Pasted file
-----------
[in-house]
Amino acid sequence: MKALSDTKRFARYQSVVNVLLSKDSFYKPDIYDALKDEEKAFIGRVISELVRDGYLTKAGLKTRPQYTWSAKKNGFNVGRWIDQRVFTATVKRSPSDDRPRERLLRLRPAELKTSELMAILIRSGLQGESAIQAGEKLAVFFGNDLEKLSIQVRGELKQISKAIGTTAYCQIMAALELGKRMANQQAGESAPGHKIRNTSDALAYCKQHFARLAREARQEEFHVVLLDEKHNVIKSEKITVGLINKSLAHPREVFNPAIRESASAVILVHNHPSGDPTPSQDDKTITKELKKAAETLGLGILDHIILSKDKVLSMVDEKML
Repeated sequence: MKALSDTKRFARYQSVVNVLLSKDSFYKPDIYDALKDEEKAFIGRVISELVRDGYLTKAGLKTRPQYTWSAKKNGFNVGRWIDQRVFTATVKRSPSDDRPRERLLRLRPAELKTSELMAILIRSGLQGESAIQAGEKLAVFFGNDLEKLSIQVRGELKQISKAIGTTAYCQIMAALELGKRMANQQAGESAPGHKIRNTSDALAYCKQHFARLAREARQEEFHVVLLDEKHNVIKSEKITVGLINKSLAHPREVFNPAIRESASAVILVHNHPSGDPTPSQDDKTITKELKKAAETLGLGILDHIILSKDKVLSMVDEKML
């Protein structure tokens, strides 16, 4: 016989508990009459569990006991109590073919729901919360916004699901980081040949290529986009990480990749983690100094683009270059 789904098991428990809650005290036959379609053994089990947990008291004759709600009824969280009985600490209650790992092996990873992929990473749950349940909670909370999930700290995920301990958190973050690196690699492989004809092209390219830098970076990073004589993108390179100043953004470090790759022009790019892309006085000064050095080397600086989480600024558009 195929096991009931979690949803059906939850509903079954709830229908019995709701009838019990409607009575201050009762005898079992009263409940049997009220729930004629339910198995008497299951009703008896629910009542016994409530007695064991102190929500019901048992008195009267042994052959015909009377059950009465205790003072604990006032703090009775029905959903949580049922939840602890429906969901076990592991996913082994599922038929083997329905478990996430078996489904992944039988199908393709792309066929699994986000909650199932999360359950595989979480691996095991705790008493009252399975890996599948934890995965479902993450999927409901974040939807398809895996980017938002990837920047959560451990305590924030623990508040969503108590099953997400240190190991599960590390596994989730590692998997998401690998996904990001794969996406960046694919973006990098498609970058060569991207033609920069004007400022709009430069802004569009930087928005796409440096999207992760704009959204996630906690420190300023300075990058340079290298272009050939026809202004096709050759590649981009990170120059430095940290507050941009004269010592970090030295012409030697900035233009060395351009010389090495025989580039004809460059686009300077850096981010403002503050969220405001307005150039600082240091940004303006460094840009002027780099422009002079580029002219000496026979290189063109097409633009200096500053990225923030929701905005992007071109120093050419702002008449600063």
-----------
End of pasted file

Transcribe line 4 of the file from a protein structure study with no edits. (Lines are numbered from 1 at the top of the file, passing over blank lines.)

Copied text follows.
């Protein structure tokens, strides 16, 4: 016989508990009459569990006991109590073919729901919360916004699901980081040949290529986009990480990749983690100094683009270059 789904098991428990809650005290036959379609053994089990947990008291004759709600009824969280009985600490209650790992092996990873992929990473749950349940909670909370999930700290995920301990958190973050690196690699492989004809092209390219830098970076990073004589993108390179100043953004470090790759022009790019892309006085000064050095080397600086989480600024558009 195929096991009931979690949803059906939850509903079954709830229908019995709701009838019990409607009575201050009762005898079992009263409940049997009220729930004629339910198995008497299951009703008896629910009542016994409530007695064991102190929500019901048992008195009267042994052959015909009377059950009465205790003072604990006032703090009775029905959903949580049922939840602890429906969901076990592991996913082994599922038929083997329905478990996430078996489904992944039988199908393709792309066929699994986000909650199932999360359950595989979480691996095991705790008493009252399975890996599948934890995965479902993450999927409901974040939807398809895996980017938002990837920047959560451990305590924030623990508040969503108590099953997400240190190991599960590390596994989730590692998997998401690998996904990001794969996406960046694919973006990098498609970058060569991207033609920069004007400022709009430069802004569009930087928005796409440096999207992760704009959204996630906690420190300023300075990058340079290298272009050939026809202004096709050759590649981009990170120059430095940290507050941009004269010592970090030295012409030697900035233009060395351009010389090495025989580039004809460059686009300077850096981010403002503050969220405001307005150039600082240091940004303006460094840009002027780099422009002079580029002219000496026979290189063109097409633009200096500053990225923030929701905005992007071109120093050419702002008449600063």